POST RACE FOOD AND VENDORS
I didn’t even walk over to the food area, but I heard there were breakfast tacos, potatoes, and beer. Most likely all of that was gone at that point anyway…. the half marathoners usually do a number of the post-race food. I didn’t check out any of the vendors either. I stuck around the finish line with Jessica and Carrie as we waited for Ana, a girl from my training group, to finish. This was her first marathon and we wanted to cheer her on as she came in. A few minutes later, she came running through the finish line with tears in her eyes. It made me tear up!! I’m so excited for her!
NO PAIN NO GAIN
OMG, major knee pain! I’m freaking out that I may have actually injured my knee. I need to give it the usual few-day recovery period to see if it is sore from the marathon or if it is really injured. That won’t be good for my upcoming half marathons in two and three weeks from now. So far, no good, but I’m practicing RICE (rest, elevation, compression, ice).
Besides the knee pain, my legs were generally in pain from about mile 19 on. Once I got in my car and sat back, I noticed a pain like a bruise on my lower back. I’m thinking this is from where my car key sat for the entire race. Post race, I can feel it in my hip(ish) area. My core isn’t sore at all unlike the Dallas Marathon and I didn’t get sick like I did from that race. I did get sunburned, as I knew I would. I have a “wonderful” runner’s tan now!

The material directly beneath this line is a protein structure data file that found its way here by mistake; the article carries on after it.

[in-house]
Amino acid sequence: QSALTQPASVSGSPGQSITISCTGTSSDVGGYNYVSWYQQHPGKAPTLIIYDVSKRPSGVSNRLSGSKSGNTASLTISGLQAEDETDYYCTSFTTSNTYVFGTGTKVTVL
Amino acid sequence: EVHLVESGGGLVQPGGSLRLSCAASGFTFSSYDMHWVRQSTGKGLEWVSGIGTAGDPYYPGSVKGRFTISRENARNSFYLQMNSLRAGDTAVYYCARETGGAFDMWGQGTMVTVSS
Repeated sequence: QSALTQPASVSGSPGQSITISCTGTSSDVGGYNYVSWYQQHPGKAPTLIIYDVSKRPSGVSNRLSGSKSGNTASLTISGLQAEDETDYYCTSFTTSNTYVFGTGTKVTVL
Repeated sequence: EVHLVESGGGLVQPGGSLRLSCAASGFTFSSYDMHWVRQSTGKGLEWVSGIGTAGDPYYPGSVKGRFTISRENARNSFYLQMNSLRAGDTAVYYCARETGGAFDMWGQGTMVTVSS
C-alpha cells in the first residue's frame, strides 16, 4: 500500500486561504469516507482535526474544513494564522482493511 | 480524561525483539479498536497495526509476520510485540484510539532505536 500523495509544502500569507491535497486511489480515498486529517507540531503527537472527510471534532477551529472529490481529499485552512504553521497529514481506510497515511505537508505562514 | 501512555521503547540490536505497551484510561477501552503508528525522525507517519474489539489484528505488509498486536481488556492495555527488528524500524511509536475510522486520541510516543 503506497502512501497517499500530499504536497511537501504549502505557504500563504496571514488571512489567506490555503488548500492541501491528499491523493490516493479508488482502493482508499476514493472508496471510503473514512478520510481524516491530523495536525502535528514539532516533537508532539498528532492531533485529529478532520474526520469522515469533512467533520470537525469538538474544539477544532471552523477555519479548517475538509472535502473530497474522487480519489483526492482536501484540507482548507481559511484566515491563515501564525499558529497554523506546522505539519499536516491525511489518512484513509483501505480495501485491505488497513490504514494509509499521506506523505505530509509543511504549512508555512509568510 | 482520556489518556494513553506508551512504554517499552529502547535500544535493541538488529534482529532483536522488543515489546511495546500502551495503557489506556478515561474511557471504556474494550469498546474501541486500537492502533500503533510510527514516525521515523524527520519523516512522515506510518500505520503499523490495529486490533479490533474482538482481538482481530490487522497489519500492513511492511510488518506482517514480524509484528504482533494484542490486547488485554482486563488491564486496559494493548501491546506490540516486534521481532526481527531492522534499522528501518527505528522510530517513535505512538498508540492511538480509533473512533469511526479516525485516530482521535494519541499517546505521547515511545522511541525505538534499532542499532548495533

OTHER RANDOM THOUGHTS
My results weren’t posted until Monday! Seriously?! I had to wait a whole day for my official results?! I still haven’t seen or heard anything from Mellew apologizing for the extra mile. The mistake of an extra mile can break a race, killing it to the ground, and no word of apology right away really burns this race. I’ll be interested to see what happens, but as of now, I have yet to see anything posted on the website or received an email offering any sort of apology. Disappointing.
I’ll be frank. This race SUCKED! I will never, ever do this race again. I have a couple of Mellew Production half marathons coming up in the summer and I’m not exactly excited about them, but once I’m done with my crazy half-a-month goal, I’m done with Mellew!
Bib Number: 150
Division: Female 30-34
Official Chip Time: 5:24:09
Official Race Distance: 26.2 miles
Official Average Race Pace: 12’22”
Official Rank: 362 our of 506
Division Rank: 22 out of 34
13.1 mile split: 2:37:25
Garmin Time: 5:24:04
Garmin Distance: 27.53 miles
Garmin Average Pace: 11’46”
Mile 1: 11’17”
Mile 2: 11’26”
Mile 3: 11’30”
Mile 4: 11’20”
Mile 5: 11’01”
Mile 6: 11’19”
Mile 7: 11’20”
Mile 8: 11’27”
Mile 9: 11’09”
Mile 10: 11’13”
Mile 11: 11’11”
Mile 12: 11’27”
Mile 13: 9’45”
Mile 14: 9’28”
Mile 15: 9’49”
Mile 16: 9’49”
Mile 17: 10’23”
Mile 18: 11’03”
Mile 19: 14’56”
Mile 20: 11’15”
Mile 21: 12’59”
Mile 22: 14’17”
Mile 23: 10’53”
Mile 24: 14’28”
Mile 25: 16’30”
Mile 26: 11’14”
Mile 27: 14’02”
Mile 27.53: 14’07”